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what will the post-COVID19 office look like?
The UK has remained in lockdown for many months now, seeing a rise in remote working and fast-paced adaptation to a new normal. Many challenges have been presented to overcome, many changes have been made to multiple industries to survive. From this, however, has also seen great success stories, quickly adapting to a home-working lifestyle with benefits to employers and employees alike. Now many ask the question, do I need the office anymore?
The sustainability of the office space has now been brought into question. As workers start to head back to work with new adaptations in place to ensure social distancing guidelines, the capacity of building space has been reduced. Buildings of 400 people now look to house 200, presenting questions to employers of who 'needs' to be in the office or an office at all?
The rise in digital technology and its worldwide accessibility, fuels many to be able to efficiently work on location. The question new research shows employees are now asking, is why should I travel to an office when I can do all my job from home? A big question that will vary per business, per employer and per person. One theme that resides and is finally being acknowledged after years of research is the effect on the environment, and all it took was a few photos of dolphins in Venice.
a greener future post-COVID19?
- 57% of businesses are making changes from consumer and competitor demand.
- 69% of businesses say they would support their workforce to reduce the impact on the environment.
- Dangerous PM2.5 air pollution dropped heavily in some of the world’s most polluted cities.
save the planet, stay at home.
Even before the COVID-19 crisis, experts were predicting that half of the UK workforce would be working remotely by 2020. What the global pandemic has done, is force that upon the world both highlighting some preparedness for it and some not. For the same reasons that working from home can save you money, it can also save the planet. Less traffic, less eating out socially, fewer office emissions, all contribute to reducing global human impact on the environment. It may be extreme at the moment, but the results have followed suit.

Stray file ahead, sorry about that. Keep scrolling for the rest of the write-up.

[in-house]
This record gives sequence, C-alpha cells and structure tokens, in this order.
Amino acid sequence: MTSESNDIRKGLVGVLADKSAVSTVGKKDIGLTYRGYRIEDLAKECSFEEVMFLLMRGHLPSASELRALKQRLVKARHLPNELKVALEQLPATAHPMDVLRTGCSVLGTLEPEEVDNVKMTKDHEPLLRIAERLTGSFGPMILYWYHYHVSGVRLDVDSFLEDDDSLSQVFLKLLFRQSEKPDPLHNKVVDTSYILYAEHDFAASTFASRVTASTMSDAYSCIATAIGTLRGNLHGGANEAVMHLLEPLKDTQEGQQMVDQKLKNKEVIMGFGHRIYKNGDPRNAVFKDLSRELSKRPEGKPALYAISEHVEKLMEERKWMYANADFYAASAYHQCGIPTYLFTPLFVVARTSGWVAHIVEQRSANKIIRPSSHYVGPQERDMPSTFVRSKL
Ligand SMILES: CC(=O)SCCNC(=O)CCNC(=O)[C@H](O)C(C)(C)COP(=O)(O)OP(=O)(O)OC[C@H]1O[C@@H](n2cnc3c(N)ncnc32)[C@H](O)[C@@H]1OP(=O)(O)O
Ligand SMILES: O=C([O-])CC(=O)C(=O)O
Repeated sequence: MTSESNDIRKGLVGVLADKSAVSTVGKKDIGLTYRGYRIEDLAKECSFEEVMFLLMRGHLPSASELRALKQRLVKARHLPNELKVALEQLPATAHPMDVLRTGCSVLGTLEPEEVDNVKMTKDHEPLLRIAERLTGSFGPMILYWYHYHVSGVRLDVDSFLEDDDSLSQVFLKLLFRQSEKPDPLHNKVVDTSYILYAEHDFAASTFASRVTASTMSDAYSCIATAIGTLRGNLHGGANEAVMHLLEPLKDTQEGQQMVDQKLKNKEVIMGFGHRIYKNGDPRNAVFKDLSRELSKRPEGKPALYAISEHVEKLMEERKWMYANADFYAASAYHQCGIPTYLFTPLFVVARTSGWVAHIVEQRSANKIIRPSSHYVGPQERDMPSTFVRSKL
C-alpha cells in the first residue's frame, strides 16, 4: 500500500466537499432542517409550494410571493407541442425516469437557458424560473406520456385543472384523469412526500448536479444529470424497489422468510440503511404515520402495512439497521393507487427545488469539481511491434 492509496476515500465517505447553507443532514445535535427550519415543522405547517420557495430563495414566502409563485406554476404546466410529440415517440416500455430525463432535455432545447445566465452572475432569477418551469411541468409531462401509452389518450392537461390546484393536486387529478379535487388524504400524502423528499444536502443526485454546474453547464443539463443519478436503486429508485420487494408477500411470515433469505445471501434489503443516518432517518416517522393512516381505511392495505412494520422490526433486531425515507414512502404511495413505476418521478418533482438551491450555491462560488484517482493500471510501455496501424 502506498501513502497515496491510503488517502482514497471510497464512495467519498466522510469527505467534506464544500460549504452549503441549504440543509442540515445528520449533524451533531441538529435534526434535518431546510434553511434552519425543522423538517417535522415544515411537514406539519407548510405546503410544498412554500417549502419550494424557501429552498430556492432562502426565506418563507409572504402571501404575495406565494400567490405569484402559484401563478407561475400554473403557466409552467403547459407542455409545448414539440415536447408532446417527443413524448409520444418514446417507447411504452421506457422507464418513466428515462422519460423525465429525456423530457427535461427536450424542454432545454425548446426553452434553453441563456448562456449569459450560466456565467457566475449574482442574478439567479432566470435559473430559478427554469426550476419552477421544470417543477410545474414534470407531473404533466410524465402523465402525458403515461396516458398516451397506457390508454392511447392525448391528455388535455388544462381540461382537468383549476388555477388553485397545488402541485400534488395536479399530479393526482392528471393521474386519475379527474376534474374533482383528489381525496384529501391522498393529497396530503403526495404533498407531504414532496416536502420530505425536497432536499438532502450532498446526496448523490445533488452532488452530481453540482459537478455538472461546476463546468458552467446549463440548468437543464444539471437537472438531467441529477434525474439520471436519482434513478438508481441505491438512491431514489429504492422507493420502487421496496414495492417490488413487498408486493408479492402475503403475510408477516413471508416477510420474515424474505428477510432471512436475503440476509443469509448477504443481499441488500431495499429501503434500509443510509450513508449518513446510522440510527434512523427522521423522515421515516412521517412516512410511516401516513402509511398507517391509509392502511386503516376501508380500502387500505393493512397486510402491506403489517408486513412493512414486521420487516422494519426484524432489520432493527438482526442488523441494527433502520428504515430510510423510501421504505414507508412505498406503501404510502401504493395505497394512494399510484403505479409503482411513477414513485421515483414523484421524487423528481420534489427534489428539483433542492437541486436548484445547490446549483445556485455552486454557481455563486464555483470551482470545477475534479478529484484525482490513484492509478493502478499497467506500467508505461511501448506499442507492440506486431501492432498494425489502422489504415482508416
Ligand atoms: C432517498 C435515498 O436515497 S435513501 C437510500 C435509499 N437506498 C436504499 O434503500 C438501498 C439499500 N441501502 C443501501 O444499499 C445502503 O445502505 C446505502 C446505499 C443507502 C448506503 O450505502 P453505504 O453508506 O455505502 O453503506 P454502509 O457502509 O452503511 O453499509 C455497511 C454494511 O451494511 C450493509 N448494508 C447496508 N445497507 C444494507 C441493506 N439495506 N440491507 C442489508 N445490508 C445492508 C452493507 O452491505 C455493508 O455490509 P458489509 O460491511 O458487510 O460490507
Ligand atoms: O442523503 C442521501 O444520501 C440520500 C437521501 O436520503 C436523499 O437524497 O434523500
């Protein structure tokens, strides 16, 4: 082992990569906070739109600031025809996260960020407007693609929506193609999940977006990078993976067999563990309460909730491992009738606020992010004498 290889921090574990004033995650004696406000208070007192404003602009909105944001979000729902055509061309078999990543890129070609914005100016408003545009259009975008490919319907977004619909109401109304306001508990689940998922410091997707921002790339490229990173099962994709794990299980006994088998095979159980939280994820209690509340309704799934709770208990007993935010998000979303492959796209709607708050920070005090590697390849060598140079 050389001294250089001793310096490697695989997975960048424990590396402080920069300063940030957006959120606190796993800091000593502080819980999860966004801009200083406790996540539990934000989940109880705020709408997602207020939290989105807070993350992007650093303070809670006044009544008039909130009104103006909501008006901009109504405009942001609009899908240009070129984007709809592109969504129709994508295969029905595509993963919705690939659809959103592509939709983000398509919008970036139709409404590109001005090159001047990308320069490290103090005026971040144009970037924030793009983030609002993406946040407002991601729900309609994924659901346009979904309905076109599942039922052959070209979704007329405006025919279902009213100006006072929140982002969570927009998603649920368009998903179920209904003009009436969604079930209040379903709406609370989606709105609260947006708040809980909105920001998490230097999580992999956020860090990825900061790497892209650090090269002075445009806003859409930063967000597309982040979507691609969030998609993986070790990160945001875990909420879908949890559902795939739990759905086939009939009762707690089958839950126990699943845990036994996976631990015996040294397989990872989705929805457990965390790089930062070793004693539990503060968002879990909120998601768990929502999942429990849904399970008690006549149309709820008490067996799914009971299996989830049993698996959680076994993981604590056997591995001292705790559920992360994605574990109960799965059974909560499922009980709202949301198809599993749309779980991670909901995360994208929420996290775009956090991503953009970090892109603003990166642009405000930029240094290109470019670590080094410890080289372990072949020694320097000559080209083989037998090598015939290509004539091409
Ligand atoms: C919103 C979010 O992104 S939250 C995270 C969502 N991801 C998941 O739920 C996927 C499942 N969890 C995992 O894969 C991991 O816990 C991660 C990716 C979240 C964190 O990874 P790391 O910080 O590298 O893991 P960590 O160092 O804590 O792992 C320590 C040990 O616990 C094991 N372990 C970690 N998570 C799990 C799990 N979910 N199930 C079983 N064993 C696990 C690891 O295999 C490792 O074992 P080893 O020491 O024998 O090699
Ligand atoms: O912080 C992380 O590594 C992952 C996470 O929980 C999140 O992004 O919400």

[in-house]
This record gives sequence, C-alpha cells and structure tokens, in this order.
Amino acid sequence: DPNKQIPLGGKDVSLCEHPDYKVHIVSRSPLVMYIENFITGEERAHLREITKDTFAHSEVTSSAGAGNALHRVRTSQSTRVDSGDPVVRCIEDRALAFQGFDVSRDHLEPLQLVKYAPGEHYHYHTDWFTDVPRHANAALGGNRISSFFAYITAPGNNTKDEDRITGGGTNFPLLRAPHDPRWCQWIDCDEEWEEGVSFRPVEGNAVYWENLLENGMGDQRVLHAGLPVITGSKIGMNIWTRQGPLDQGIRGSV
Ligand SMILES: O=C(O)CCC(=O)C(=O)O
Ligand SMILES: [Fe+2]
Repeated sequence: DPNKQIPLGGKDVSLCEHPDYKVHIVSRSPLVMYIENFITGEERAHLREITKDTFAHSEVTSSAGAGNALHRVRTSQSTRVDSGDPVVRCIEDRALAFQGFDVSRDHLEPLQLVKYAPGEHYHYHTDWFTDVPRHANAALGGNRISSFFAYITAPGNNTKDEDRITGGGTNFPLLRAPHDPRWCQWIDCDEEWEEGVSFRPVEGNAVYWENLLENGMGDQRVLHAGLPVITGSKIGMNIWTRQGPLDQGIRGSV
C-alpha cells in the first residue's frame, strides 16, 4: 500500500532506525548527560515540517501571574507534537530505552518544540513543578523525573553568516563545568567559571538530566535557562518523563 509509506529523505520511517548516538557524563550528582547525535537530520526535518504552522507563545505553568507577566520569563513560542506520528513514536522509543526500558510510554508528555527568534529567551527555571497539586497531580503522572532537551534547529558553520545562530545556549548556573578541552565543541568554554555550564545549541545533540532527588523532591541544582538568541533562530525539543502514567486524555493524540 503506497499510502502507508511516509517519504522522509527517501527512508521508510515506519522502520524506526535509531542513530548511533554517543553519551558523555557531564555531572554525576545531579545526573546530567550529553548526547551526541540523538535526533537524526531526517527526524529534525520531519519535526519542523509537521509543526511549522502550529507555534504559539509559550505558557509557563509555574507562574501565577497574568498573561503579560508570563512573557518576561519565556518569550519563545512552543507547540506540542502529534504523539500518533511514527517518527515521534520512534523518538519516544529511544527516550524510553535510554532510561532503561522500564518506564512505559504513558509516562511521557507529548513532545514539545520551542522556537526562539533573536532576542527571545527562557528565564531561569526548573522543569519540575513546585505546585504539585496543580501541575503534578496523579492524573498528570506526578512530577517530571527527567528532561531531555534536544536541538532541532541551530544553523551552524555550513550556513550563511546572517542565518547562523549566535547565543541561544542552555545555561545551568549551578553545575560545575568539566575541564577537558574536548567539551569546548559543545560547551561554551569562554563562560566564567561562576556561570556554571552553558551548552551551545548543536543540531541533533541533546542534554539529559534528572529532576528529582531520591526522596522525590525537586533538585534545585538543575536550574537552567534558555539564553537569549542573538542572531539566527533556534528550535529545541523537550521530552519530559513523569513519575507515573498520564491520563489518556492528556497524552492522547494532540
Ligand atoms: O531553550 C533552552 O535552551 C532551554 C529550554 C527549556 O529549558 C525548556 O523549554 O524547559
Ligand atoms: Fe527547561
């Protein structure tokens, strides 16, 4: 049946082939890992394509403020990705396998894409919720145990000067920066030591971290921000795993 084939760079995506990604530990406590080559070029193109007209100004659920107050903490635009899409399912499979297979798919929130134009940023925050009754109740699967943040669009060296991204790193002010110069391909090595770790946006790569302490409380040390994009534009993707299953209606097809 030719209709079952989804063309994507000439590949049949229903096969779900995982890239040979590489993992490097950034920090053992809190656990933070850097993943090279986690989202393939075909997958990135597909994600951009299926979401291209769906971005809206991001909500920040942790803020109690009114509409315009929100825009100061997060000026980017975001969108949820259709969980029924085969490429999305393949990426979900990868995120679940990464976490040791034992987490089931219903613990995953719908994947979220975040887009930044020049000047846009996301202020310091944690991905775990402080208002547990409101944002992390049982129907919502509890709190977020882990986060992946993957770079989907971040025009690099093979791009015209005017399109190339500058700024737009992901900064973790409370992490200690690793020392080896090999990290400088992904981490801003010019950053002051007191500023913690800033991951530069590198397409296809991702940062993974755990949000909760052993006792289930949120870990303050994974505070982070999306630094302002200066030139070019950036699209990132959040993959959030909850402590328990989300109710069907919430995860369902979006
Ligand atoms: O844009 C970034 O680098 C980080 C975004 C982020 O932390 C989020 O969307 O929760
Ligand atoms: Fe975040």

dolphins in Venice.
As something you may not have even considered, the rapid cleaning of rivers and overall water supply from pollution shows how quickly these changes can become with the right measures in place. Now, we're not quite at cleaning the Thames yet, but in some areas, we will start to notice subtle to dramatic changes to our environment simply by not being there to effect it.
lowering human emissions.
A weird title to read potentially. Human emissions can vary from our specific output by driving and flying on a regular commute throughout a working year, to the indirect effects of eating meat or buying items from overseas and the carbon footprint all that process entails. Even working from home or co-working space for one or two days a week can help businesses reduce their CO2 emissions and achieve a lower carbon footprint. How we implement these changes will stand to show our ability to change for the better and still operate effectively.
considering your own health post COVID19.
Something you may not yet have considered whilst facing the avoision of a global pandemic is also avoiding the damaging air quality of a busy city or commute to work. When we ask what the office will look like post-COVID19, part of that conversation is how people commute and where they commute to?
air quality during a pandemic.
Research by Instant Offices showed air quality dramatically improved in some of the world’s biggest cities just two weeks into lockdown. Dangerous PM2.5 air pollution dropped by 60% in Delhi, 34% in London and 71% in Los Angeles, due to reduced activity.
These figures highlight to businesses the effects eco-friendly habits can have, but there are financial benefits too.
For many companies, the pressure to change is coming from all sides. In Europe, 25% of businesses see government regulations as the least likely motivator for changes to becoming more environmentally sustainable. 57% are making changes based on consumers and competitors.
how can we make environmental changes in the office?
- Increase remote working and reduce the need to commute
- Focus on offering virtual consultations and online shopping options to consumers, reducing overall traffic and encouraging social distancing
- Encourage the use of reusable, washable fabric masks in the office, in place of single-use disposable masks
- Look for ways to reduce plastic waste and replace with more sustainable materials
- Invest in low-consumption and water-saving energy solutions to help reduce operational costs
To ask how we can help you with advice, guidelines, anything you might need to prepare your business for a safe return to work, get in touch today.